Very instructive was his attempt to introduce a "learning center" structure in his KG/1st grade room and how it failed. This is described in section 14. This book is important! 11/3/97

Jonathan Kozol

See my separate page on Jonathan Kozol (Link).

John Lembo

Why Teachers Fail (1971)

"When students are told what to think, say and do each minute they are in school, and when they must comply with the teachers' demands to avoid punishment, can we say that these students are learning in a way which will enhance the development of a democratic society? Can we even say that these students are learning in any sense connected with education?" p. 17

"Provisions for honest, free, and thorough inquiry and discourse--the only adequate avenue for becoming resourceful and creative individuals who are constructive and responsible in facing the reality of self and society--are conspicuously absent from the agenda of most classroom teachers." p. 16

This book provides a devastating step-by-step critique of traditional teaching methods, learning conditions, curriculum, etc. The presentation of his alternatives is far less persuasive and at times approaches the fantastic. The discussion of the "inquiry method" is useful to a point, but seems to bear little relation to the individualized approach that he advocates.

The proposed method stresses teacher evaluation of and planning for the student, while mostly giving lip service to the involvement of the student in his own education.

It should be possible for a teacher to act as facilitator and counselor to twenty autodidacts-- this seems to me the ideal towards which I need to work. Anyway, a useful book, but not irreplaceable. 10/31/97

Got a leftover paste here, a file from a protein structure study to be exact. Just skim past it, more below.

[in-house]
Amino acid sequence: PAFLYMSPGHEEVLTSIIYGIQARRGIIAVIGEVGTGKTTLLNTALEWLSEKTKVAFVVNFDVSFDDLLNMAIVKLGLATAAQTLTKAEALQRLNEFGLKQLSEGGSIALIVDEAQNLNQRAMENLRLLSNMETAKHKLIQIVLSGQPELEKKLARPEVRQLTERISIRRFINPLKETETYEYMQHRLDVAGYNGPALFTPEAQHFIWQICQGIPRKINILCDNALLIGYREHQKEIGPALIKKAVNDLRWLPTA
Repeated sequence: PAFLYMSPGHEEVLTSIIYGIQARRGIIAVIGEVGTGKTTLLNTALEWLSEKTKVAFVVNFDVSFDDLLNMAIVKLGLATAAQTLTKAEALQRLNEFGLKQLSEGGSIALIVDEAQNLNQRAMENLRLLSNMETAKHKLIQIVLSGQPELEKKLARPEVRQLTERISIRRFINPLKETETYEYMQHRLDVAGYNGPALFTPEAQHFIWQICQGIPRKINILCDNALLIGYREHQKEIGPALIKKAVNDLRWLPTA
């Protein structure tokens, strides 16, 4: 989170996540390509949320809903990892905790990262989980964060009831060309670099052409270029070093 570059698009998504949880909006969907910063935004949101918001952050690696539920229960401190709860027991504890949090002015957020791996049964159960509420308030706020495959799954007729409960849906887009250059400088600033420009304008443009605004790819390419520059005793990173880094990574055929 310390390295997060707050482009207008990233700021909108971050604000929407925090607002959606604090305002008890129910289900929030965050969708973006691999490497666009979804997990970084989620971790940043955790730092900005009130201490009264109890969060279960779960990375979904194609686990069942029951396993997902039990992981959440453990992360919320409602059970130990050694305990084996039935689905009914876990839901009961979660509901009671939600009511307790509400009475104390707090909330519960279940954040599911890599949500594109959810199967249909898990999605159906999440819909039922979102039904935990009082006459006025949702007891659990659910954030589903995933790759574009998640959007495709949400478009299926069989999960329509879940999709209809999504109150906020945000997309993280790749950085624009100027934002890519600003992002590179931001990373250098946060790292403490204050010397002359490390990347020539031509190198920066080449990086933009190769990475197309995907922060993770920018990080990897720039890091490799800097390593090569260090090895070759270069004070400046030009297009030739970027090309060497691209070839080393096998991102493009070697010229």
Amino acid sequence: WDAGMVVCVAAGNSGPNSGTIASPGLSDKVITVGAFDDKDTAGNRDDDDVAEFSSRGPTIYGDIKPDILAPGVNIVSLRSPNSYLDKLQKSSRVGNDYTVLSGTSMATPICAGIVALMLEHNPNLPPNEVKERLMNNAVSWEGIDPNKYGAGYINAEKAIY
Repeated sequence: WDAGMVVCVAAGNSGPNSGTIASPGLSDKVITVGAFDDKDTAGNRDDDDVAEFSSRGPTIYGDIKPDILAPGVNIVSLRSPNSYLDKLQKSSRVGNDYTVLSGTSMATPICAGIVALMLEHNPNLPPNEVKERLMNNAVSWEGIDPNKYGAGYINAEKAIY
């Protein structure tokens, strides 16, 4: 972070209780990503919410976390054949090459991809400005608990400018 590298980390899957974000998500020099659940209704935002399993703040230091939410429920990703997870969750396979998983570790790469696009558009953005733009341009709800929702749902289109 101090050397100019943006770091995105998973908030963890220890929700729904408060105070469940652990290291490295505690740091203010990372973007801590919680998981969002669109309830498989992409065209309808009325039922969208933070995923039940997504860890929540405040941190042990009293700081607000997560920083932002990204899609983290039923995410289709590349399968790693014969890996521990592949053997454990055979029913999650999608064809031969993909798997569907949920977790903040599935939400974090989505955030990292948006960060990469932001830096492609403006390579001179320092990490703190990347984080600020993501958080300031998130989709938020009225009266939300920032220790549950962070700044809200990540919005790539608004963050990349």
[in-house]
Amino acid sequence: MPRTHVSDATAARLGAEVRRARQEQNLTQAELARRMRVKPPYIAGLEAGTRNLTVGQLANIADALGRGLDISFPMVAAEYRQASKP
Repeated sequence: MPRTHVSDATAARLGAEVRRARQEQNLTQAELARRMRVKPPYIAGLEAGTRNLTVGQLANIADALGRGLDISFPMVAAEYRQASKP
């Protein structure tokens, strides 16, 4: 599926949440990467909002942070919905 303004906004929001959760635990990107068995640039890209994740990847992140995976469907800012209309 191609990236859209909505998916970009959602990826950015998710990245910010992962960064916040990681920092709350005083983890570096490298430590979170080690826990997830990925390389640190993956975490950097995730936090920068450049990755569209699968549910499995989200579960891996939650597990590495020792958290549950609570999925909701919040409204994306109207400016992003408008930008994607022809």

Ken Macrorie


Entertaining and important, though the journalistic style is occasionally tiresome. The focus is on writing ("college composition") and---more importantly---how students are [treated] and how they should be treated by teachers. Particularly valuable in this regard is p. 179. Material from p. 161 to the end is the best, and p. 161 has larger implications, including an important paraphrase of Louis Agassiz. Reread this one, and take p. 161 and 179 to heart. 11/22/95

Jay Matthews


Fascinating, generally vivid and well-written story of an exceptional teacher and his Latino students. Thoughtful and thought-provoking, though the lessons are confusing. Escalante's example can hardly be expected to be emulated, but it does encourage greater effort in meeting difficult challenges, educational or otherwise. Really a good book, worth rereading, though hardly a textbook on educational methods. Any book praised by Jonathan Kozol and William Bennett demands scrutiny! 3/9/97

Jeannie Oakes

Keeping Track (read to p. 98)

A really boring book. Only the importance of the subject matter [tracking in schools] kept me going as far as I did. The main problem is stylistic. Don't bother with this one . . . there must be a more readable treatment somewhere! 11/16/95

Seymour Papert

The Children's Machine (1993)

Exceptionally interesting and valuable book about schooling in general and computers in particular. Lego-Logo is a very exciting learning tool. I photocopied chapter 4. His philosophy is basically "open classroom." No data or studies that I recall, but good stories and ideas. Reread soon.

Highlights: 24; 40; 55; school as hierarchy: 60-61; theory of knowledge 63; wanting to learn 67; 110 paragraph 5. 1/18/99

Edward Pauly

The Classroom Crucible